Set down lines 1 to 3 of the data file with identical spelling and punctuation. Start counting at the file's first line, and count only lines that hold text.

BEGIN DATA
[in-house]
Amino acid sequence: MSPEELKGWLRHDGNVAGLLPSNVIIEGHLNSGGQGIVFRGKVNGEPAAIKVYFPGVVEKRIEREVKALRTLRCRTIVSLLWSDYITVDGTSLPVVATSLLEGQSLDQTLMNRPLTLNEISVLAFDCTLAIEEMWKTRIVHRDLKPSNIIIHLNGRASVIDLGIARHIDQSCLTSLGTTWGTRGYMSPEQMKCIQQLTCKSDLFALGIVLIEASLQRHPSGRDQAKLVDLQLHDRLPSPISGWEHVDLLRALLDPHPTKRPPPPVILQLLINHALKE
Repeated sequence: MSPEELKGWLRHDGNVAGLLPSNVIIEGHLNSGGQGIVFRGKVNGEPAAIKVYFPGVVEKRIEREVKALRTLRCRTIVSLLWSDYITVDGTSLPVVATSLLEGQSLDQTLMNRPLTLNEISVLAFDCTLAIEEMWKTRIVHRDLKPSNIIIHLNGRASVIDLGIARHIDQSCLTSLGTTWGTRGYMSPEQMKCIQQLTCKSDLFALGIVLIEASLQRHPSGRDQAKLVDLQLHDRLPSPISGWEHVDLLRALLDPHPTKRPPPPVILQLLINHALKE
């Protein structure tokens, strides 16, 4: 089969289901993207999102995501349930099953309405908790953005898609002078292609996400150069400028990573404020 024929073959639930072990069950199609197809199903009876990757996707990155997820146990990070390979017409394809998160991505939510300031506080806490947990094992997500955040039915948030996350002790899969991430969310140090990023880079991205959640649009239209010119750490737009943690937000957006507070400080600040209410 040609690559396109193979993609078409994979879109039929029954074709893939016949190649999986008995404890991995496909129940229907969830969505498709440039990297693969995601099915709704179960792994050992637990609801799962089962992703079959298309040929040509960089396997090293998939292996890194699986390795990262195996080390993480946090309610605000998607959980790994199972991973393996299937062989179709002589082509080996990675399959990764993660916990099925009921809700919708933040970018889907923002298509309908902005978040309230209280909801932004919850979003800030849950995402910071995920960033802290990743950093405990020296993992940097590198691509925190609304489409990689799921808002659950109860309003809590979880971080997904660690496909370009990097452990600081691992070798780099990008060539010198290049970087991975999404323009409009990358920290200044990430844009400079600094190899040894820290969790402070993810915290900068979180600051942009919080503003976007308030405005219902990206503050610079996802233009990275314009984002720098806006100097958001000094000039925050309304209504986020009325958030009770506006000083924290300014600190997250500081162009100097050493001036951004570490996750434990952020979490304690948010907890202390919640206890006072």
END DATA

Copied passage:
[in-house]
Amino acid sequence: MSPEELKGWLRHDGNVAGLLPSNVIIEGHLNSGGQGIVFRGKVNGEPAAIKVYFPGVVEKRIEREVKALRTLRCRTIVSLLWSDYITVDGTSLPVVATSLLEGQSLDQTLMNRPLTLNEISVLAFDCTLAIEEMWKTRIVHRDLKPSNIIIHLNGRASVIDLGIARHIDQSCLTSLGTTWGTRGYMSPEQMKCIQQLTCKSDLFALGIVLIEASLQRHPSGRDQAKLVDLQLHDRLPSPISGWEHVDLLRALLDPHPTKRPPPPVILQLLINHALKE
Repeated sequence: MSPEELKGWLRHDGNVAGLLPSNVIIEGHLNSGGQGIVFRGKVNGEPAAIKVYFPGVVEKRIEREVKALRTLRCRTIVSLLWSDYITVDGTSLPVVATSLLEGQSLDQTLMNRPLTLNEISVLAFDCTLAIEEMWKTRIVHRDLKPSNIIIHLNGRASVIDLGIARHIDQSCLTSLGTTWGTRGYMSPEQMKCIQQLTCKSDLFALGIVLIEASLQRHPSGRDQAKLVDLQLHDRLPSPISGWEHVDLLRALLDPHPTKRPPPPVILQLLINHALKE